Listed acquirers have played a significant role in consolidation, with almost twice as many deals in 2022 as in 2013, totaling BRL 132.7bn.
The event attracted an impressive range of speakers, but, we have chosen to focus our attention on selected highlights from specific panels. These panels included the following speakers:
- Clarisse Cordeiro, Innovation and Ventures Partner, Deloitte
- Laura Constantini, Co-founder and CSO Astella
- Danilo Mininel, Corporate and M&A Partner, Madrona Fialho Advogados
- Luiz Guilherme Arakaki, Principal, Vinci Partners
- Gustavo Dalcolmo, Senior Partner, FM/Derraik
- Luiz Osório Dumoncel, CEO and founder Três Tentos Agroindustrial
Block 1: Venture capital & growth
Over the last decade, CVC has surged in Brazil, accounting for 10% of all venture capital investments in the country. Start-ups have experienced impressive growth, with transactions increasing 14-fold and the number of deals up 40% since 2019.
Additionally, the value of VC deals has increased 103% over the same period. Historically, 61% of VC deal volume and 82% of aggregate value have been concentrated in São Paulo, but other states are now starting to attract VC interest, particularly for start-ups.
The boom in CVC is being fueled by several factors, including the trend towards digitization post-Covid, the drive to decarbonize, and companies seeking greater diversification to enhance their competitiveness.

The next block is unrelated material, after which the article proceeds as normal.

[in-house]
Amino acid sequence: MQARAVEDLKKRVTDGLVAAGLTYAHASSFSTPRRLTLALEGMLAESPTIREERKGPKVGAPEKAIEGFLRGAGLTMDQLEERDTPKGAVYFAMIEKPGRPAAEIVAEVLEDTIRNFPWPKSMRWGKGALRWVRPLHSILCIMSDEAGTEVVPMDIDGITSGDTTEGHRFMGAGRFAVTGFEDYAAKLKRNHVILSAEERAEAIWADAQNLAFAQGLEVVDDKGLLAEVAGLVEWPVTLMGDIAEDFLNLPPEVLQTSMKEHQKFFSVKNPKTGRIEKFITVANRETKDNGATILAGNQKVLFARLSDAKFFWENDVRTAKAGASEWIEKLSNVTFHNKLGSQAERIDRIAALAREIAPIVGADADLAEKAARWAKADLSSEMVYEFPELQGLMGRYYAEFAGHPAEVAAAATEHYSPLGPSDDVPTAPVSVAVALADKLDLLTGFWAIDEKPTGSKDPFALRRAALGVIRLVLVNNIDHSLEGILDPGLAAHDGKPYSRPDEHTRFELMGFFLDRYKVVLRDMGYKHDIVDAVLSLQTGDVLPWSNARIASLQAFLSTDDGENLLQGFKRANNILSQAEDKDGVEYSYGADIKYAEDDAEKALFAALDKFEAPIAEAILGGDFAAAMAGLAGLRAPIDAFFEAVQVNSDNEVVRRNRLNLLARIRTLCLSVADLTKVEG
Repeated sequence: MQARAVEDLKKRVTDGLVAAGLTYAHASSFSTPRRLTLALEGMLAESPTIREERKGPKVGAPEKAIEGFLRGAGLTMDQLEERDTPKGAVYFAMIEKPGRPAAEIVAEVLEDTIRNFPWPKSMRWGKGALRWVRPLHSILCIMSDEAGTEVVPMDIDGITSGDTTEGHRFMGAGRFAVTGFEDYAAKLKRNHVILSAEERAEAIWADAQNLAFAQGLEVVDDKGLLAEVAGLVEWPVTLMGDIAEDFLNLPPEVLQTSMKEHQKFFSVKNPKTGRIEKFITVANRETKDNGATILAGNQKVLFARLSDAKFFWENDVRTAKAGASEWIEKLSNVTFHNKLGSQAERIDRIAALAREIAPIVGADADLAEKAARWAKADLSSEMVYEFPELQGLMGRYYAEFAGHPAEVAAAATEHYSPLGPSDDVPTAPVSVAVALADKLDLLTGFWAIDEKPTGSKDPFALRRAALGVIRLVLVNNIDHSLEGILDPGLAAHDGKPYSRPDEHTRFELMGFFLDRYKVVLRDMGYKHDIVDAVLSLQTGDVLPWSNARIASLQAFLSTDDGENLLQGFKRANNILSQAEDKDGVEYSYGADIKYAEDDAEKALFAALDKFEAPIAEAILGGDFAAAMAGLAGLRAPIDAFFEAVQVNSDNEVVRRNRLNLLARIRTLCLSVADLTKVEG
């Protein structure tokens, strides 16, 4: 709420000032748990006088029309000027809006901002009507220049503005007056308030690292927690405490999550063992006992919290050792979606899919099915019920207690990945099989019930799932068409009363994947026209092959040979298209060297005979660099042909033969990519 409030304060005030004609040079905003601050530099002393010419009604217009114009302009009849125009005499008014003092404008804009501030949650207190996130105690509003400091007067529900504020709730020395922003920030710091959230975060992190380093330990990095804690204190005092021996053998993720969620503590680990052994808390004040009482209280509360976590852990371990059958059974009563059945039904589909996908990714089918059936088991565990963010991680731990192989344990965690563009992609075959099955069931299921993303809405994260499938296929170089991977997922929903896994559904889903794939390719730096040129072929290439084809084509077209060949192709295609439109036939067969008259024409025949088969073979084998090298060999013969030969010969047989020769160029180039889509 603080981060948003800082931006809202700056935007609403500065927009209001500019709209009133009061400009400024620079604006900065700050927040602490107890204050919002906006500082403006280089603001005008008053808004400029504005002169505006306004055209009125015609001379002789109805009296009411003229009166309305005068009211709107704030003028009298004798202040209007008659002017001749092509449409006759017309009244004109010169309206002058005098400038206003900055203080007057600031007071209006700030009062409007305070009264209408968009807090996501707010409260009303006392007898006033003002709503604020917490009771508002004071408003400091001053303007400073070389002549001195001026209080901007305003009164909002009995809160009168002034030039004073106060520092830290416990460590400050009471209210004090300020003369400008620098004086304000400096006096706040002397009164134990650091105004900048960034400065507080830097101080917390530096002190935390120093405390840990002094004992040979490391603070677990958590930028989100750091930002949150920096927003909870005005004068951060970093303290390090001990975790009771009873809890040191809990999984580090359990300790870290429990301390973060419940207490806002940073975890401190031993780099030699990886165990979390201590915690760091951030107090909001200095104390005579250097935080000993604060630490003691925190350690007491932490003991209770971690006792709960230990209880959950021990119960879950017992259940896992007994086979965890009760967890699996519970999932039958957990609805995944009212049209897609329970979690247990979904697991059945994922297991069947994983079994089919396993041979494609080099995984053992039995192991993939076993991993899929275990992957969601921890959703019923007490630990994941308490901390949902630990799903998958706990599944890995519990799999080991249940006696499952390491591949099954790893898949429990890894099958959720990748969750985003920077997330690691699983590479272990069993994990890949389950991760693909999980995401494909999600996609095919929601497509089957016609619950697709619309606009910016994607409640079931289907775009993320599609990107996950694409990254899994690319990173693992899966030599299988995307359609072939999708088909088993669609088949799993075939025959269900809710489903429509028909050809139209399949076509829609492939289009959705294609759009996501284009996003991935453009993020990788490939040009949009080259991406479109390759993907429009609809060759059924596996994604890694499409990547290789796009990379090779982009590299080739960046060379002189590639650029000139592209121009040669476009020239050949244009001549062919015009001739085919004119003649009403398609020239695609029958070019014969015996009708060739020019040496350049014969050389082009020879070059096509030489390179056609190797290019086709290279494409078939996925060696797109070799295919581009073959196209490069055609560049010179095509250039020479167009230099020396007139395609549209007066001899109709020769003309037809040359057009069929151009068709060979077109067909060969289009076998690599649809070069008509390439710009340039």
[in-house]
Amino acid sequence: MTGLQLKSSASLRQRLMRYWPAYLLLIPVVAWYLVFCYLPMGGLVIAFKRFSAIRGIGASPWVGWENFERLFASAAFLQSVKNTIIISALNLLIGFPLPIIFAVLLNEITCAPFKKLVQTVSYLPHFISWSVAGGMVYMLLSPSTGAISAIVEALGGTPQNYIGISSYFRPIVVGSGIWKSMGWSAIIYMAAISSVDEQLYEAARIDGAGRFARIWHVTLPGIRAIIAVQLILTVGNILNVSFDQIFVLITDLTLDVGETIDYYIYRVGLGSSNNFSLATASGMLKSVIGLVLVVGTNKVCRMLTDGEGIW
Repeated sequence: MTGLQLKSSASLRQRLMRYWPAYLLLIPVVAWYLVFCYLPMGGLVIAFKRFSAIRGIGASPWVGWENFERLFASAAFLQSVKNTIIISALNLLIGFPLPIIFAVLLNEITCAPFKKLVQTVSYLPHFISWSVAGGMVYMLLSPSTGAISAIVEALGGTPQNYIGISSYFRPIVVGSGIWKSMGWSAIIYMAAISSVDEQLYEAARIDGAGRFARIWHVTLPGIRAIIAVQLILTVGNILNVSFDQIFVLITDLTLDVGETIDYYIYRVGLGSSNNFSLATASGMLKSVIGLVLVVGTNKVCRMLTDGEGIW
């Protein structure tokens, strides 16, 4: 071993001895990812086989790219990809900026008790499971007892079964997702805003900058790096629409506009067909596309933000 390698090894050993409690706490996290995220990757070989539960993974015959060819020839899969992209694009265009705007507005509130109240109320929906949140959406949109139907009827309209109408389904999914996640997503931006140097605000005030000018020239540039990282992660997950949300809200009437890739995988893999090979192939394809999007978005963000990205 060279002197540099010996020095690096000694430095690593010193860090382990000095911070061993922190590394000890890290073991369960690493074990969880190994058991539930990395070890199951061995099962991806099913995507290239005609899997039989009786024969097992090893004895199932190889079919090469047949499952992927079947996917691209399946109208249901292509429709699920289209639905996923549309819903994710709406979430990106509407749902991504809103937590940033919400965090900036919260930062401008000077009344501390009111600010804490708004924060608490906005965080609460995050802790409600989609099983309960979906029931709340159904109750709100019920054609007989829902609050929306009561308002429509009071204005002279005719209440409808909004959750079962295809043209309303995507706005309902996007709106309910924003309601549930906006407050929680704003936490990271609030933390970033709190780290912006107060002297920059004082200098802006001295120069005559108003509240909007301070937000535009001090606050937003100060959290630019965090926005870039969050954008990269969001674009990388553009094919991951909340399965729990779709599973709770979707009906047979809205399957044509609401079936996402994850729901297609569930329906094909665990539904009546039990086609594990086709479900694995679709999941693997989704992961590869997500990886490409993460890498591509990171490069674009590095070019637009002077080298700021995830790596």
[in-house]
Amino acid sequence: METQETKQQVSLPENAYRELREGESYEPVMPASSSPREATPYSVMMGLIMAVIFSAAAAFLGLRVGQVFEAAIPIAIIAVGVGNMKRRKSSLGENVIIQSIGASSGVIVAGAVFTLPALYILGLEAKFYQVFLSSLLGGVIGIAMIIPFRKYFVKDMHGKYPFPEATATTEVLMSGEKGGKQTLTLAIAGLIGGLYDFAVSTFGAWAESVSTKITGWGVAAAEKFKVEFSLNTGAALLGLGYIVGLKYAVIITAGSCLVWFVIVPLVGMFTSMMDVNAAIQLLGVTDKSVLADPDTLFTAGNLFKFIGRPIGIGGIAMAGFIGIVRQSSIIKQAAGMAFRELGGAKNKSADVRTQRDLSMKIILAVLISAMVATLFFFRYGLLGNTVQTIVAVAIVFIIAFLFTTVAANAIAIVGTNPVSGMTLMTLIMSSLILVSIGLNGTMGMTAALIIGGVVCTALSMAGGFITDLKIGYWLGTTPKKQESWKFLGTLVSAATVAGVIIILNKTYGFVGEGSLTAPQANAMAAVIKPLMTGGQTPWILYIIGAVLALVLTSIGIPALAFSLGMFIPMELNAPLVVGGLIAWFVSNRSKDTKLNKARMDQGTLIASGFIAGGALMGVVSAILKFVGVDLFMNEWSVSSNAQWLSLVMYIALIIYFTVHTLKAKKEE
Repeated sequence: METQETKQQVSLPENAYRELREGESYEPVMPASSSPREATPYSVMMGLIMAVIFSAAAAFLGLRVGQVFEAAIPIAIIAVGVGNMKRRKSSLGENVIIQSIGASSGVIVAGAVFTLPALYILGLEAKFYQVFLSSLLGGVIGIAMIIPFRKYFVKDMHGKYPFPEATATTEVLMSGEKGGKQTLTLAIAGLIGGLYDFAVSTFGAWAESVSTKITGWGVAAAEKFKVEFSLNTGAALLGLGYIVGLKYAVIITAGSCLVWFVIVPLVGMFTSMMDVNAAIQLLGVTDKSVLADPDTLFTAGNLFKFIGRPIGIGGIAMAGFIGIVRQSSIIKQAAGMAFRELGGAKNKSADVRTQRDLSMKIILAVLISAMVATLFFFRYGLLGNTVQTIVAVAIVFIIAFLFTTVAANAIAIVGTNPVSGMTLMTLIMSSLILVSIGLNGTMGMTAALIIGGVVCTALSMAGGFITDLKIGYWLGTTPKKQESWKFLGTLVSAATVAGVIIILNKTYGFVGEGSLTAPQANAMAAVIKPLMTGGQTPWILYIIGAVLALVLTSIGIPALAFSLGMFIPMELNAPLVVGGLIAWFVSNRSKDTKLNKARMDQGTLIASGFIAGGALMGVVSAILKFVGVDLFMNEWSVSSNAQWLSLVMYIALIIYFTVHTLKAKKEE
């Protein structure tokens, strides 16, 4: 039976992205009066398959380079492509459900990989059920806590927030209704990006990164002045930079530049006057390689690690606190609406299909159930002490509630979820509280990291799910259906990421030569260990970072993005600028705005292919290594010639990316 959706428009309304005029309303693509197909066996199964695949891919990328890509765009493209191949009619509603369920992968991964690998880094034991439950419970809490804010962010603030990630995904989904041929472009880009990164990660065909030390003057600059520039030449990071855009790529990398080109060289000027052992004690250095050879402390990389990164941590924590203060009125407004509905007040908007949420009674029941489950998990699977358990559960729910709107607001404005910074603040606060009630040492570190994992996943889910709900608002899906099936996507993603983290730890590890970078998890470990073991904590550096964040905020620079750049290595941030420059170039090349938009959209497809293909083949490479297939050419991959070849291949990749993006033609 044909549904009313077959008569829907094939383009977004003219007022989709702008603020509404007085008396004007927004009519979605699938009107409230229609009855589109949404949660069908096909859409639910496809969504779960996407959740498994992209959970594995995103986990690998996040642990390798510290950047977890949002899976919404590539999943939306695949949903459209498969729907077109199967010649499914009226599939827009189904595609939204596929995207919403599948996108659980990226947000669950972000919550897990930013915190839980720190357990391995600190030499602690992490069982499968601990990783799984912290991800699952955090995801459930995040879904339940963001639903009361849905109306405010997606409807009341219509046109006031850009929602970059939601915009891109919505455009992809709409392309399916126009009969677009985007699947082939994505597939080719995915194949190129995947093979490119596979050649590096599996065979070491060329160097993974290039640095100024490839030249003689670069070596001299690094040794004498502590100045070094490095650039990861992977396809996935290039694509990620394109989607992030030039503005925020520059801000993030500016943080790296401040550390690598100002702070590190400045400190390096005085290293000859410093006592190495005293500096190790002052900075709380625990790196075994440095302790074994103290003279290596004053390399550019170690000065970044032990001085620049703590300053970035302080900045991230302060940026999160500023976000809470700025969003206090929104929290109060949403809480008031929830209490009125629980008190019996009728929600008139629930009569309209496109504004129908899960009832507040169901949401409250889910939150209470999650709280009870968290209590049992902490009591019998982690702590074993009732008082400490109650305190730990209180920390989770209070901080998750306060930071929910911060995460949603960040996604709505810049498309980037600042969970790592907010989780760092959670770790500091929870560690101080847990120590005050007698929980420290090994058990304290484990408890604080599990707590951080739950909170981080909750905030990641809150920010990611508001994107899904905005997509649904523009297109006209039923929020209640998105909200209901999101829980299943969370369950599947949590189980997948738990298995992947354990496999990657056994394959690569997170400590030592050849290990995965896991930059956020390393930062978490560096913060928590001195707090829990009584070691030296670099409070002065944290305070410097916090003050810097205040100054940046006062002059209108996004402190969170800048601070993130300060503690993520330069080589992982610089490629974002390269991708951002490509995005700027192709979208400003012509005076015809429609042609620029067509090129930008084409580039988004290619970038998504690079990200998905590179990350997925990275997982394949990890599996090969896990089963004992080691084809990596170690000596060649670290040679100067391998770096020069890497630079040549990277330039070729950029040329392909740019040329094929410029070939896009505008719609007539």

As a result, funds are actively seeking valuations from companies in the tech and service sectors, particularly in internet services, industry-specific software, retail, and transport/logistics. In 2022, the biggest VC deals were in financial insurance, distribution and retail, healthcare, and consultancy.
Looking ahead to the second half of the year, we anticipate more investments in tech, including telecoms, and clean energy, with opportunities within Brazil’s flourishing CVC ecosystem.
Block 2: Scale-up and consolidation
After a boom in 2022, the Colombian economy stalled in the face of high inflation and interest rates and uncertainty about the economic outlook. However, the middle market M&A landscape is slowly but steadily returning to sustained growth. Over the past decade, there has been a 9% increase in deal volume and a 24% rise in aggregate value. In comparison to 2018, these figures have increased by 10% and 31% respectively in 2022.